We should also try to send to Europe anti-Castro figures of unchallengeable progressive credentials: for example, Rojas,1 who as Castro Ambassador to Great Britain went around the country in 1959 delivering hot pro-Castro speeches, might now come back to explain the betrayal of the Cuban Revolution. Figueres2 and Haya de la Torre3 could, of course, do powerful jobs in Europe and the underdeveloped world.


Latin America. In Europe our main target is essentially an elite audience—politicians, editors and opinion-makers. In Latin America, most elite opinion is probably pretty well convinced by now of the main propositions; those still unconvinced are probably beyond intellectual persuasion. This means that in Latin America our main targets are popular groups—intellectuals, students, labor, campesinos.

These groups will be particularly resistant to any overt US campaign or, indeed, to official campaigns of almost any sort. The best approach will be through unofficial and indigenous agencies—the League of Democratic Parties, which should be transformed as soon as [Page 492] possible into a serious operation; the San Jose Institute of Political Education; the local offices of the Cuban Revolutionary Council; the labor movement; the universities. The USIA should expand its Latin American activities, but its role should be essentially to supply indigenous groups with necessary material rather than to go into exhortatory and polemical utterances on its own. Radio Swan should be liquidated as soon as possible in its present form.

If the Cuban Revolutionary Council is to be effective, it must end any possible remaining doubt about its commitment to the social and libertarian goals of the Cuban Revolution. This will enrage a lot of rich Cubans in Miami, but their resentment is a burden which will have to be borne. It is far more important to send into circulation throughout Latin America a collection of authentic Cuban progressives who can make clear where it matters that our objection is not to social reform but to the establishment of a Soviet outpost in the hemisphere.


The United States. A job remains to be done here. We should not be lulled into complacency by the Gallup poll showing that the President has achieved new heights of public approval. It is equally important to note that, according to the more recent Gallup poll, the American people are 65-24 percent against armed intervention in Cuba and only 44-41 percent for indirect help to the anti-Castro forces. It would be foolish, I think, to underestimate the recent shock to liberal and church opinion or the potential impact of the Fair Play for Cuba group.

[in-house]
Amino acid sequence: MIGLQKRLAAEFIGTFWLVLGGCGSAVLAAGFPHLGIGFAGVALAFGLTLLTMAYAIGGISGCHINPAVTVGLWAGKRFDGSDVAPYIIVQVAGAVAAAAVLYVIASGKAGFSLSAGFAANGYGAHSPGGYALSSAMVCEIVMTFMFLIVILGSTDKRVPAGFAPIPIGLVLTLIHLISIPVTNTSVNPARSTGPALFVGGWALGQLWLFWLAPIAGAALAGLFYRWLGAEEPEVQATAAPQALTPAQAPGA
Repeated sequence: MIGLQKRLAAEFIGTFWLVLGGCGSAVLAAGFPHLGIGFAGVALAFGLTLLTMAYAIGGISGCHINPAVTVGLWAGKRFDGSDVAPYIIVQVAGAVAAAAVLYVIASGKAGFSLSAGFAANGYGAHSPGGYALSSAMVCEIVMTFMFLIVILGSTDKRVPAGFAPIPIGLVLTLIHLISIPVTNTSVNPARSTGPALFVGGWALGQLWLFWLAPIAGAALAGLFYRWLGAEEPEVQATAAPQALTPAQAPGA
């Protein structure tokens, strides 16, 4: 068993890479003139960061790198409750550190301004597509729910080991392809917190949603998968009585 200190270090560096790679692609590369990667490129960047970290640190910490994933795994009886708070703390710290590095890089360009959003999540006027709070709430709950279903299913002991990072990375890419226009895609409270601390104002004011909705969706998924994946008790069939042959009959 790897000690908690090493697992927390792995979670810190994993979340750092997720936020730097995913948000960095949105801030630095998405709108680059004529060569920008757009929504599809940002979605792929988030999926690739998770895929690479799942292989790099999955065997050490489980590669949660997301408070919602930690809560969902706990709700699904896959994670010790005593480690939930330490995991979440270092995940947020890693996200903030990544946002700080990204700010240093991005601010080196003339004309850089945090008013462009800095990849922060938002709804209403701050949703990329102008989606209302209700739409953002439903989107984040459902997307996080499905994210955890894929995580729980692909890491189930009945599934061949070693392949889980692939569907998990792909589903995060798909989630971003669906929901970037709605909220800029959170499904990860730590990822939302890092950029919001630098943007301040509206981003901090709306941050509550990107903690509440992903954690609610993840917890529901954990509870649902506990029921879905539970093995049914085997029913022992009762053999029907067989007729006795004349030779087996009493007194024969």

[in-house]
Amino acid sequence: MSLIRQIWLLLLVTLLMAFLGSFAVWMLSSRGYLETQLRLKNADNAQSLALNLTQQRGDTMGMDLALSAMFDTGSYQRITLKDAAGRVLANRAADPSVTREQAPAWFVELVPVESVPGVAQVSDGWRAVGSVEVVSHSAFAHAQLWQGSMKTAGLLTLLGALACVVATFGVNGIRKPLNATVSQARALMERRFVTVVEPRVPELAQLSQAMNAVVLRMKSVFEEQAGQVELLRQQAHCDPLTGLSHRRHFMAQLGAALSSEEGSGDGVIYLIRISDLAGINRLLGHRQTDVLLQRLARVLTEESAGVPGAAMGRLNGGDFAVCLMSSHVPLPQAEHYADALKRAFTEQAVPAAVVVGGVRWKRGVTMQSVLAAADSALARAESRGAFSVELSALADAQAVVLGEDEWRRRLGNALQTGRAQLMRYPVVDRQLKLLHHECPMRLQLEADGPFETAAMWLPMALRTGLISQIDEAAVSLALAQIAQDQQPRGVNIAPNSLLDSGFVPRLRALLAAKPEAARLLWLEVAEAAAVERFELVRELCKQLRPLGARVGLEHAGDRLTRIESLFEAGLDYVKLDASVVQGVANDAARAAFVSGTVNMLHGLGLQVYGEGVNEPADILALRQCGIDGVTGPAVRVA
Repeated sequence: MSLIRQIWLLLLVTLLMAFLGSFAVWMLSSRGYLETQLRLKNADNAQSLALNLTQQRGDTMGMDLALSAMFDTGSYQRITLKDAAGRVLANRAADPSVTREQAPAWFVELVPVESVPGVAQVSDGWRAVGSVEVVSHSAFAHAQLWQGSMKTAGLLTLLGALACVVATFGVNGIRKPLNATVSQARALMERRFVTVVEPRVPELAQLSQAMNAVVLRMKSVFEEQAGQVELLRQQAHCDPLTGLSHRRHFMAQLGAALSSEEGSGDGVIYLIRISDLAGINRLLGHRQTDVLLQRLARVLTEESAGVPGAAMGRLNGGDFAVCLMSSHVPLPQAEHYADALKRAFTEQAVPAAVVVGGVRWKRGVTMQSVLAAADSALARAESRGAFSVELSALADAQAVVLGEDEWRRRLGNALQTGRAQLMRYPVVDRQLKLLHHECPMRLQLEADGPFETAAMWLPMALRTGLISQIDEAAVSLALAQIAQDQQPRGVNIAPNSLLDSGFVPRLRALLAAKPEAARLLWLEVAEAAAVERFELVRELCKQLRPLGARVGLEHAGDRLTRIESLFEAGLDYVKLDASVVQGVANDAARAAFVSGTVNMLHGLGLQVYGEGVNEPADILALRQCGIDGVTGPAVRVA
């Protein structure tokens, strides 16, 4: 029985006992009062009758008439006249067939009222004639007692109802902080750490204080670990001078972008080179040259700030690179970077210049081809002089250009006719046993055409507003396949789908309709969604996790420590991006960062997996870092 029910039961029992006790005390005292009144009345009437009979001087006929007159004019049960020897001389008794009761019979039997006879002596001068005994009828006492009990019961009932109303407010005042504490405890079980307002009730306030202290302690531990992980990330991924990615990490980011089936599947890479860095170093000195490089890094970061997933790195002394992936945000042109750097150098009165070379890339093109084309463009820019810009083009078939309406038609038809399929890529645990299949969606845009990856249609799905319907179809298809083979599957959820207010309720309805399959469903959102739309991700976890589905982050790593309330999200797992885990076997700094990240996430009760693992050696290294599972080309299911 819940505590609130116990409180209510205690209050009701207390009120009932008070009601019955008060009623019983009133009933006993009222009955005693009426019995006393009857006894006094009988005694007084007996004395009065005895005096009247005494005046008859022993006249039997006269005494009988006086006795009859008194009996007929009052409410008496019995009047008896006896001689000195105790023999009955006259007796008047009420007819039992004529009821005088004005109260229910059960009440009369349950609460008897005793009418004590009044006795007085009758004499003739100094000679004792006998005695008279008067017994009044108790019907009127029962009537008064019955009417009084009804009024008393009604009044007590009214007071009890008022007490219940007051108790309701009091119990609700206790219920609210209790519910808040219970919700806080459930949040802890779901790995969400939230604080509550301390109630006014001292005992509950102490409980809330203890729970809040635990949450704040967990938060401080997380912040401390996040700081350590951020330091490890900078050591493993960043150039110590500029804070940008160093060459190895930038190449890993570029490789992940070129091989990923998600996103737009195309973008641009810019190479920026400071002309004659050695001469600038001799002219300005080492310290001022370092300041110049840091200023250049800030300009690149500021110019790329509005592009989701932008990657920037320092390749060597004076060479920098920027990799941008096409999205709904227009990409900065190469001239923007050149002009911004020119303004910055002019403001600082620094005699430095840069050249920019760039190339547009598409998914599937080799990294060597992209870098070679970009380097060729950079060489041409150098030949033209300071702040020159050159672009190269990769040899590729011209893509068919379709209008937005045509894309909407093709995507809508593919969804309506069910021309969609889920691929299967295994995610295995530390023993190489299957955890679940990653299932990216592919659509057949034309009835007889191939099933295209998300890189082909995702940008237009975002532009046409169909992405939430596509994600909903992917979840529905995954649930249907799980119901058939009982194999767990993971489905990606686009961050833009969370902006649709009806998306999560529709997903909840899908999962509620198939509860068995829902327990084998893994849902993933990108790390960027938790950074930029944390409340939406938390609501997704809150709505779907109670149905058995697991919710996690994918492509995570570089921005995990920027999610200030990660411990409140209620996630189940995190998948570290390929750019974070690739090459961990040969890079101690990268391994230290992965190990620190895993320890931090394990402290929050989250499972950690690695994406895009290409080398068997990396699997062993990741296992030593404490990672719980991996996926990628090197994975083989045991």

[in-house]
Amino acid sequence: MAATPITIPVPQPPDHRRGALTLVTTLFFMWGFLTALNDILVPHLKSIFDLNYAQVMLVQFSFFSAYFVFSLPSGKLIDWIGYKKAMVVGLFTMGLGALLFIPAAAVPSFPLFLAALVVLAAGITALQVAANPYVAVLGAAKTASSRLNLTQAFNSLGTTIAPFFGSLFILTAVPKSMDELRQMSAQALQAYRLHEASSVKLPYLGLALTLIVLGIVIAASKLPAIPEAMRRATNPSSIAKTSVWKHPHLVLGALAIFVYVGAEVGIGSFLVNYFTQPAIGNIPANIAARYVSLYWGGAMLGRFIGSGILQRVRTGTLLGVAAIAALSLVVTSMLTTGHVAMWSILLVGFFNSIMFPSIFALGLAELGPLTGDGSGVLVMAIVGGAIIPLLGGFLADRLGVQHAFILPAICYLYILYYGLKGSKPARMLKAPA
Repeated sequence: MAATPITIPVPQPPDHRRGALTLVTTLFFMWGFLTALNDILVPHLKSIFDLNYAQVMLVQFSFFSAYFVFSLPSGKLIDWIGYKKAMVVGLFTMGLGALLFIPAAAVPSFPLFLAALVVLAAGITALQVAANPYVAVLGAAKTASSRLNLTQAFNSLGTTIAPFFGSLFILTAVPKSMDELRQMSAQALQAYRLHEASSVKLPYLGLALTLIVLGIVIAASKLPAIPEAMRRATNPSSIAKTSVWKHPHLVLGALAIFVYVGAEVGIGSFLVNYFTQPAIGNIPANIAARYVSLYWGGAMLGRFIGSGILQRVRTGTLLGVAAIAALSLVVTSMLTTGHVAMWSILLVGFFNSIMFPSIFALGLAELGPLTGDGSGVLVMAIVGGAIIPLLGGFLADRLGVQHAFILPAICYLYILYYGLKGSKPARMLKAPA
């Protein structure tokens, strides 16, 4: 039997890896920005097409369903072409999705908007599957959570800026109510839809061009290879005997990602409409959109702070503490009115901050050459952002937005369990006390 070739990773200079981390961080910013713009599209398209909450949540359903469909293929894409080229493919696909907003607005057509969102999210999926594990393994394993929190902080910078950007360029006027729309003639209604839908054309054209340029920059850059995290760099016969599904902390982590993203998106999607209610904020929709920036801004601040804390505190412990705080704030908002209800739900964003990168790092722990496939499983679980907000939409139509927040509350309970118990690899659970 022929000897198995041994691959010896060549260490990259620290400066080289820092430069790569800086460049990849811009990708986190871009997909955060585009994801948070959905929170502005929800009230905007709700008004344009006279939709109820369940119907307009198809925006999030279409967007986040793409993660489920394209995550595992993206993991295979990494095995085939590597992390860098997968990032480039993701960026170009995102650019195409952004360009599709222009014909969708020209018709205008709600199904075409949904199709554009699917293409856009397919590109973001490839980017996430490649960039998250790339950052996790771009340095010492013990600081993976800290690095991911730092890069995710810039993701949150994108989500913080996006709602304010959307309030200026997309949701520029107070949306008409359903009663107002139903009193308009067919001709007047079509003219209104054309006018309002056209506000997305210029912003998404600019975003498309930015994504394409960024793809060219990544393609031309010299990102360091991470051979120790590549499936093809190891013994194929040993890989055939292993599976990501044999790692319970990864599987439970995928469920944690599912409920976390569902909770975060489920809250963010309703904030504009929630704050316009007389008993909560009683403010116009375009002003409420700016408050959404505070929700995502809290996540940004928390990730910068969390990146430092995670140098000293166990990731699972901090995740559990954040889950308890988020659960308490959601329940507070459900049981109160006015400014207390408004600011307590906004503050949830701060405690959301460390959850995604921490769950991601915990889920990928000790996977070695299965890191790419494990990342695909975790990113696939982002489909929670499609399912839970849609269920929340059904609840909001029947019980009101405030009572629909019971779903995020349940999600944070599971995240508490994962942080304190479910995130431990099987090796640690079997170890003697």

Again official government hand-outs are not going to be effective. What we need is the establishment of a Fair Play for Cubans Committee under liberal sponsorship. Such a committee would have as its main function the redefinition of the conflict; it would spell out exactly what the Castro regime is doing to human freedom in Cuba; and it would support the progressive aims of the Revolutionary Council. In time, it might even serve as a source of funds for the progressive anti-Castro front.

We should also make a particular effort to get the stories of Castro terrorism into the hands, not of the New York Journal American, but of liberal newspapers and columnists. In particular, Manuel Ray should be encouraged to make as many public appearances as possible in liberal, labor and student circles; his recent appearance at Harvard was, I understand, a great success.

Arthur Schlesinger, Jr.4
  1. Source: Kennedy Library, Papers of Arthur Schlesinger, Cuba 1961, Box 31. Confidential. The Political Warfare Subcommittee was headed by Schlesinger and was subordinate to the interagency Cuban Task Force, which was chaired after May 5 by Richard Goodwin.
  2. Sergio Rojas Santamaria.
  3. Jose Figueres, former President of Costa Rica.
  4. Victor Haya de la Torre, head of the APRA, the Peruvian Social Democratic Movement.
  5. Printed from a copy that bears this typed signature.